Germana BARATA, State University Campinas, Brazil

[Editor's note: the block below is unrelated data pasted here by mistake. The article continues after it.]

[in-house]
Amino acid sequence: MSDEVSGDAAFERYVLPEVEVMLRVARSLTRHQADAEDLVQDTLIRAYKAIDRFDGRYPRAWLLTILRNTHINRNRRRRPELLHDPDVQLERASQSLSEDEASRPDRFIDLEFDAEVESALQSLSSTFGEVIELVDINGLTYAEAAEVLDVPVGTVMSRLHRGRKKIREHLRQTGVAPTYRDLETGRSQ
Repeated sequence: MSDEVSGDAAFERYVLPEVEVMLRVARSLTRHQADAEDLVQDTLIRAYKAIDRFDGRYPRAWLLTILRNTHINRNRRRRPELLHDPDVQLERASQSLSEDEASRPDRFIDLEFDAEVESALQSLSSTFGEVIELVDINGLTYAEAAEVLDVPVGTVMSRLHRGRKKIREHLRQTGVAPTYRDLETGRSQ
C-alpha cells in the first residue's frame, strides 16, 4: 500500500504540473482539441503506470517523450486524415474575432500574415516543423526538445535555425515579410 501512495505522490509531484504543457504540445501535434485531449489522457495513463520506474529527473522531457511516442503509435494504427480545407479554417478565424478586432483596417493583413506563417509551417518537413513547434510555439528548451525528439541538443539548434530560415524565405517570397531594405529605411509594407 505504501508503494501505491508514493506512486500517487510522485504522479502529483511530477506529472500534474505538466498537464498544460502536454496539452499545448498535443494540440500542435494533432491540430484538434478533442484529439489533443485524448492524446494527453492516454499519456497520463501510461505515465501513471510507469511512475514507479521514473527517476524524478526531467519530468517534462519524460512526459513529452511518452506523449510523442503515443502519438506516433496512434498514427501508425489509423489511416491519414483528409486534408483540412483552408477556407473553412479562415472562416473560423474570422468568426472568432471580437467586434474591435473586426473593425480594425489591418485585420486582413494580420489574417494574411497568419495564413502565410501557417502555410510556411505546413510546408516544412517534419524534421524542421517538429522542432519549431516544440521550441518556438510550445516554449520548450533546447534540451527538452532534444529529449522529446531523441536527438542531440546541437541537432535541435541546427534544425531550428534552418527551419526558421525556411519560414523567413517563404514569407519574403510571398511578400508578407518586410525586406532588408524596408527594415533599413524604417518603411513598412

Brazilian science has been under attack since the current government was elected, in January of 2019. The deep cuts in science annual budgets, scholarships, and the dismissal of director of the National Institute Spacial Research (INPE) - responsible for tracking and monitoring deforestation in the Amazon - and the increasing attacks scientists are facing are some indication of a hostile scenario in Brazil (Escobar, 2021). Since Covid-19 Pandemic took place on February 26, 2020, the country has nearly lost 400,000 Brazilians, or 12.4% of worldwide deaths (WHO, 2021), in a population that represents 3% of the Globe’. The Federal Government policy to fight the new disease has been to denial its severity, betting on Hydroxychloroquine pills’ production, promoting the distribution of a proven inefficient Covid-19 Kit at the Public Health System, refusing to use masks, and encouraging anti vaccine support, crowds and civil disobedience against State and Municipal Governments’ tighter quarantine rules.In this landscape, scientific evidence has become the worst nightmare to fight disinformation that has been financed and disseminated by the Federal Government (Ricard & Medeiros, 2020). Science denialism opened a deep gap of trustful information between government and society. Therefore, stream media, scientists and science communicators joined efforts to inform the public about preventive measures, vaccination campaigns, daily epidemiology updates, fact checking and sharing health information to an increasing mistrusted population. Science communicators boosted activism on social media and have seen growing social engagement (Science Pulse & IBPAD, 2020) as well as cyber attacks and harassment (Watanabe, 2020). As a result, science communication has gained institutional support and scholars’ interest, made a jump in science communication output and practice and conquered an expansion of niches to analyse science data, fake news and improve science communication practice. On the other hand, science communication is facing urgent need for investments, training and access to social media data analysis as Whatsapp (the most used social media to spread fake news in the country) (Galhardi et al, 2020) and Youtube that contributes to spread fake news (Tokojima Machado, de Siqueira and Gitahy, 2020). This presentation aims at analysing the changes on science communication environment in Brazil as an important role to fill the gap the federal government has opened to inform society about Covid-19.